Kyra Lambert doing her level best
Coaches from Stanford, Duke, Ohio State and others have traveled to Clemens (Schertz, Texas) this season, watched the junior varsity girls' basketball game and then packed up before the varsity game tipped off.
That might sound a bit like having salad and then leaving the restaurant before the filet mignon is served, but at Clemens, the JV is the main course.
That's because Kyra Lambert, the No. 6 prospect in the espnW HoopGurlz Super 60 for the 2015 class, is playing with the B team.
"I think," Clemens varsity coach John Ince said, "Kyra is one of the best players San Antonio has ever seen."
That begs the question that has been asked by fans, refs, rival coaches, players and pretty much anyone who has seen her play this season: Why isn't the 5-foot-8 point guard playing varsity?
Lambert, who committed to Texas A&M before her freshman season and has since re-opened her recruitment, was ruled ineligible for varsity play by the University Interscholastic League after the State Executive Committee stated that her transfer from Steele to Clemens was for athletic reasons.
The Lamberts -- Kyra and her parents -- have insisted all along that the move was for academic purposes.
After all, Kyra was the fifth-ranked student (out of 565) in her class at Steele, compiling a 4.1 GPA and never getting anything below an "A" in her entire academic career.
In college, she plans on studying international business or engineering.
It was Kyra's sister who convinced her to transfer.
"Our oldest daughter [Lynn] just graduated from Texas A&M with a degree in industrial engineering," said Agapito Lambert, Kyra's father. "But she graduated in five years. For the first year, she had to play catch-up in math and science.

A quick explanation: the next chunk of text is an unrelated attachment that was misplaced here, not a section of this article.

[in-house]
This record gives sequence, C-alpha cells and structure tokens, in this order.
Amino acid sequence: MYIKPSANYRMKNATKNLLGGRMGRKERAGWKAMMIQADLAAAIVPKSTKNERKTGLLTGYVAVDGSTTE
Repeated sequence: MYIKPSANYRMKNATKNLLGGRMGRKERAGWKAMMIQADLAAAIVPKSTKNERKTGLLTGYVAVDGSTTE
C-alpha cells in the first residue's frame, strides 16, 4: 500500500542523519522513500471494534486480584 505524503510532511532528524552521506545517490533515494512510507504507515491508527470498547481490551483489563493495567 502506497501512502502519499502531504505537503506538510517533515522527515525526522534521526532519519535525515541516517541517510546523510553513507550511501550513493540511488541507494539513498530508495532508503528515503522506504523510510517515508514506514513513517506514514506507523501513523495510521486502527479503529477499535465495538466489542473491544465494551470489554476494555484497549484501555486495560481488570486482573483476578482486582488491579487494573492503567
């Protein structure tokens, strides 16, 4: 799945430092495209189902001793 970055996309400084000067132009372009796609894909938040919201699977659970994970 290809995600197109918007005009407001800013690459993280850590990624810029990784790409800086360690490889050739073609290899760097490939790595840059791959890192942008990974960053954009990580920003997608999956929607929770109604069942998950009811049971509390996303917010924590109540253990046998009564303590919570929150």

"She told Kyra that if she had it to do over again, she would have taken the IB [International Baccalaureate] program."
Lambert heeded her sister's advice, and, to do so, left Steele (Cibolo, Texas), which does not have an IB program, and headed to Clemens.
That represented a huge loss for Steele, which made it to the Class 5A state final last season with Lambert as its star point guard.
Agapito Lambert said he believes Steele -- by fighting the transfer -- tried to force her back to her old school.
But Kyra stood firm, even if it was emotional.
"I was really hurt when they ruled against me because I know the real reason I transferred was obviously for academic reasons," said Lambert, who said she cried for a couple of days after she was banned from competing on the varsity level this season.
"It was unfair. But then I started to understand the plan God has for me, and I accepted it. I'm taking this step by step and making the best of it -- developing my game."
Amanda Joseph, a 5-7 post player on the JV, said she and her teammates have good-naturedly teased Lambert, calling her "No. 6" in reference to her ESPN ranking and "Stanford" because of her interest in the Cardinal.
But it's all in fun.
The entire San Antonio area loses out because they don’t get to see her on the varsity this season.John Ince, on Kyra Lambert